The shame of Salman Rushdie’s secular fatwa

In using England's archaic libel laws to have books pulped, the former free speech martyr puts himself in the same camp as censorious mullahs.

Helene Guldberg

Topics Free Speech

In a libel trial in London, novelist Salman Rushdie has successfully forced a publisher to pulp 4,000 copies of a ‘tell-all’ book, written by Rushdie’s former bodyguard, after convincing a judge that the book contained numerous lies. This is the same Salman Rushdie who became a free speech martyr 20 years ago after the Iranian Ayatollah Khomeini issued a fatwa against him over his allegedly blasphemous novel, The Satanic Verses. Yet now, Rushdie is effectively issuing a secular fatwa of his own, which has led, not to the burning of books, but to the pulping of them.

In the book about Rushdie’s decade under virtual house arrest, On Her Majesty’s Service, former metropolitan police officer turned bodyguard Ronald Evans claimed that Rushdie had sought to profit from the fatwa, was unhygienic and suicidal, and was being supervised or examined by a police psychiatrist. Rushdie insists that these are lies, and so he went to England’s notoriously censorious libel courts to have a ‘Declaration of Falsity’ issued against the author and publisher.

Rushdie insists that he is not undermining free speech. He claims there is no parallel between attempting to suppress a work of fiction, as the Iranians did with him, and stopping someone from trying to pass off lies as facts. To prove his point, he did not seek massive damages in his libel trial (in England’s libel courts thousands of pounds are frequently paid to claimants who say their reputations were harmed by false claims), but instead sought a ‘Declaration of Falsity’ to show that some material in the book was wrong. ‘Instead of just going for megabucks, you just go to court to decide what’s the truth and what’s not’, Rushdie said in a statement on the court steps. ‘I hope that maybe this device of the Declaration of Falsity is another way of pursuing these matters.’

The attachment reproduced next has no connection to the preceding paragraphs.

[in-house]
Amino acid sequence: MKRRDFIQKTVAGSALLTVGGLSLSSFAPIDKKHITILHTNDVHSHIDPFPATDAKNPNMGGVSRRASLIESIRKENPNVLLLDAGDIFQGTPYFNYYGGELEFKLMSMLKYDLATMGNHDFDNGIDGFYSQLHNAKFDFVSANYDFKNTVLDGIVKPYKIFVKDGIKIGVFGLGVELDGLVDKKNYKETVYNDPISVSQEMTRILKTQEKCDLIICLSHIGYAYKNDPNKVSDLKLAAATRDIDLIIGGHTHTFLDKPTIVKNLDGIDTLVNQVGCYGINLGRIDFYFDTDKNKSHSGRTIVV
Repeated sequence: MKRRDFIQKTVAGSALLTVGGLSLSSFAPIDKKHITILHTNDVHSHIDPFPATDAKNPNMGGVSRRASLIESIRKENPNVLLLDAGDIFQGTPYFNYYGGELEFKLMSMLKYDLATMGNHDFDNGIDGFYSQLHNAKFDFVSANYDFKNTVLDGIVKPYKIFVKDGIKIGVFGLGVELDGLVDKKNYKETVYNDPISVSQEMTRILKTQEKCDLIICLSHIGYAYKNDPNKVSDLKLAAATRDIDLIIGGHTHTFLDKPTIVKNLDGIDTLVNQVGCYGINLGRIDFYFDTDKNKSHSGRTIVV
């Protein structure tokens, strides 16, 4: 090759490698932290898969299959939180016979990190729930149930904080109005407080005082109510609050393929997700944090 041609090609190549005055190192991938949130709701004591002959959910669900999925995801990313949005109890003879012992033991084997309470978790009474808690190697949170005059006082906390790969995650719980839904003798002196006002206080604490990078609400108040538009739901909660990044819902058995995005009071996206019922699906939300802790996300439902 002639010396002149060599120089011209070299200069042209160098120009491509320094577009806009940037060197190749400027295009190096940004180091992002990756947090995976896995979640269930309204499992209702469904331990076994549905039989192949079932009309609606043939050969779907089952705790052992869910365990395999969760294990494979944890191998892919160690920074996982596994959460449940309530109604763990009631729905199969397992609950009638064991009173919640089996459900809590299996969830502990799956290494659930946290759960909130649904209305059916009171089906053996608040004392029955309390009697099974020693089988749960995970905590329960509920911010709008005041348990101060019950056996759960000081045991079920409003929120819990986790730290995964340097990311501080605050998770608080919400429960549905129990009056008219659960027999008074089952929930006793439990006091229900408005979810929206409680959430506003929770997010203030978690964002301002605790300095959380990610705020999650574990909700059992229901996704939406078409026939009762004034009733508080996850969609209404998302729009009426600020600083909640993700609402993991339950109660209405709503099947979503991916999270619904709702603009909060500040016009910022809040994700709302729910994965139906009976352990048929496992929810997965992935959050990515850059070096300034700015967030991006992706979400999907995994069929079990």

Geoffrey Robertson QC, who represented Rushdie, pursued this theme further. He says Rushdie has pioneered ‘a new way of reconciling the right to free speech with the right to reputation. You nail the lie for all time with a court-ordered Declaration of Falsity and you receive your legal costs, but you decline to chill free speech by putting authors and publishers to an expensive trial and making them pay heavy damages.’ In short, Rushdie has discovered a ‘new way’ of doing libel, one that simply ‘establishes the truth’ but, without imposing punitive financial measures on the offending publisher or author, does not have a chilling effect on free speech.

Rushdie and Robertson are protesting too much. The idea that it is the damages in English libel trials that curtail free speech may have rang true in the 1980s, but not today. As Dominic Ponsford argues in the UK Press Gazette: ‘Back in the 1980s, the London libel courts were likened to the most exclusive casino in the world, where only the very rich could afford the huge legal bills necessary to take on newspapers in the High Court.’ Not for nothing was English libel known as ‘the rich man’s law’: the risks for claimants were high – with notoriously prohibitive legal costs – but then so were the rewards. Take the case of the now disgraced peer Jeffrey Archer, who won £500,000 in libel damages from the Daily Star over allegations that he had sex with a prostitute. (Archer was forced to pay the money back, with interest, after his conviction for perjury in 2002.)

Today, costs in libel trials are still notoriously prohibitive, which means that the ordinary man in the street has little or no access to this law, but the financial rewards, or ‘damages’, are lower than they were in the past. It is disingenuous of Rushdie and Robertson to say that in refusing to pursue exorbitant damages they are balancing ‘free speech’ with an action to protect reputation. John Blake Publishing, the publisher of On Her Majesty’s Service, will still have to pay Rushdie’s legal costs, which are thought to be around £15,000, as well as its own legal costs after having to defend itself in court. Granted, this is a lot less than the damages awarded in full-scale libel trials, but such an amount is still prohibitive to many publishers. If others follow Rushdie’s example, then small and independent publishers will probably be the hardest hit. A newspaper or large publishing house could write a cheque for £15,000 without a second thought; a small publishing company could not.